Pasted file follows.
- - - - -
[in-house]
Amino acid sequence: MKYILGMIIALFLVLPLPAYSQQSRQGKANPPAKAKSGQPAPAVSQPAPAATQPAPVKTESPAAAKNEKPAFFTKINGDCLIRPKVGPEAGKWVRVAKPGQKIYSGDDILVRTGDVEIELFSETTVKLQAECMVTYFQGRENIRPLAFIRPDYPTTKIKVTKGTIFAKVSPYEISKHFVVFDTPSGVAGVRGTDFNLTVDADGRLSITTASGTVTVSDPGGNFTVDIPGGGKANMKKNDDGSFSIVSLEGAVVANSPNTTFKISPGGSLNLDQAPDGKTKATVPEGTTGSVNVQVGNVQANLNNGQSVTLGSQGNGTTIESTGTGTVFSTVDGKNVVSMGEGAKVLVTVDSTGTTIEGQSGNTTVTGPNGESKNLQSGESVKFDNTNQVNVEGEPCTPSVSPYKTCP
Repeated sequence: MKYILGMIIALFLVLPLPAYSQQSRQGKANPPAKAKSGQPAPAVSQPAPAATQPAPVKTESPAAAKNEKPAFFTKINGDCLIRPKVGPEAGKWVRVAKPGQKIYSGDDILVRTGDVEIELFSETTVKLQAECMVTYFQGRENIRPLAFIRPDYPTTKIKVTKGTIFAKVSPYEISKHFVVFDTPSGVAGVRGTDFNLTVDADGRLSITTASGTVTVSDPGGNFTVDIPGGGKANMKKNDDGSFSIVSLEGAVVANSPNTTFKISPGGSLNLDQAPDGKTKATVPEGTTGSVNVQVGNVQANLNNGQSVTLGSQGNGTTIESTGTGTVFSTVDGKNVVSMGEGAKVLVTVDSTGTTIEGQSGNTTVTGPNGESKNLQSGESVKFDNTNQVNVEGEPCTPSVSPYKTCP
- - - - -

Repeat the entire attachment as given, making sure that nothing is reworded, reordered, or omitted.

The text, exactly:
[in-house]
Amino acid sequence: MKYILGMIIALFLVLPLPAYSQQSRQGKANPPAKAKSGQPAPAVSQPAPAATQPAPVKTESPAAAKNEKPAFFTKINGDCLIRPKVGPEAGKWVRVAKPGQKIYSGDDILVRTGDVEIELFSETTVKLQAECMVTYFQGRENIRPLAFIRPDYPTTKIKVTKGTIFAKVSPYEISKHFVVFDTPSGVAGVRGTDFNLTVDADGRLSITTASGTVTVSDPGGNFTVDIPGGGKANMKKNDDGSFSIVSLEGAVVANSPNTTFKISPGGSLNLDQAPDGKTKATVPEGTTGSVNVQVGNVQANLNNGQSVTLGSQGNGTTIESTGTGTVFSTVDGKNVVSMGEGAKVLVTVDSTGTTIEGQSGNTTVTGPNGESKNLQSGESVKFDNTNQVNVEGEPCTPSVSPYKTCP
Repeated sequence: MKYILGMIIALFLVLPLPAYSQQSRQGKANPPAKAKSGQPAPAVSQPAPAATQPAPVKTESPAAAKNEKPAFFTKINGDCLIRPKVGPEAGKWVRVAKPGQKIYSGDDILVRTGDVEIELFSETTVKLQAECMVTYFQGRENIRPLAFIRPDYPTTKIKVTKGTIFAKVSPYEISKHFVVFDTPSGVAGVRGTDFNLTVDADGRLSITTASGTVTVSDPGGNFTVDIPGGGKANMKKNDDGSFSIVSLEGAVVANSPNTTFKISPGGSLNLDQAPDGKTKATVPEGTTGSVNVQVGNVQANLNNGQSVTLGSQGNGTTIESTGTGTVFSTVDGKNVVSMGEGAKVLVTVDSTGTTIEGQSGNTTVTGPNGESKNLQSGESVKFDNTNQVNVEGEPCTPSVSPYKTCP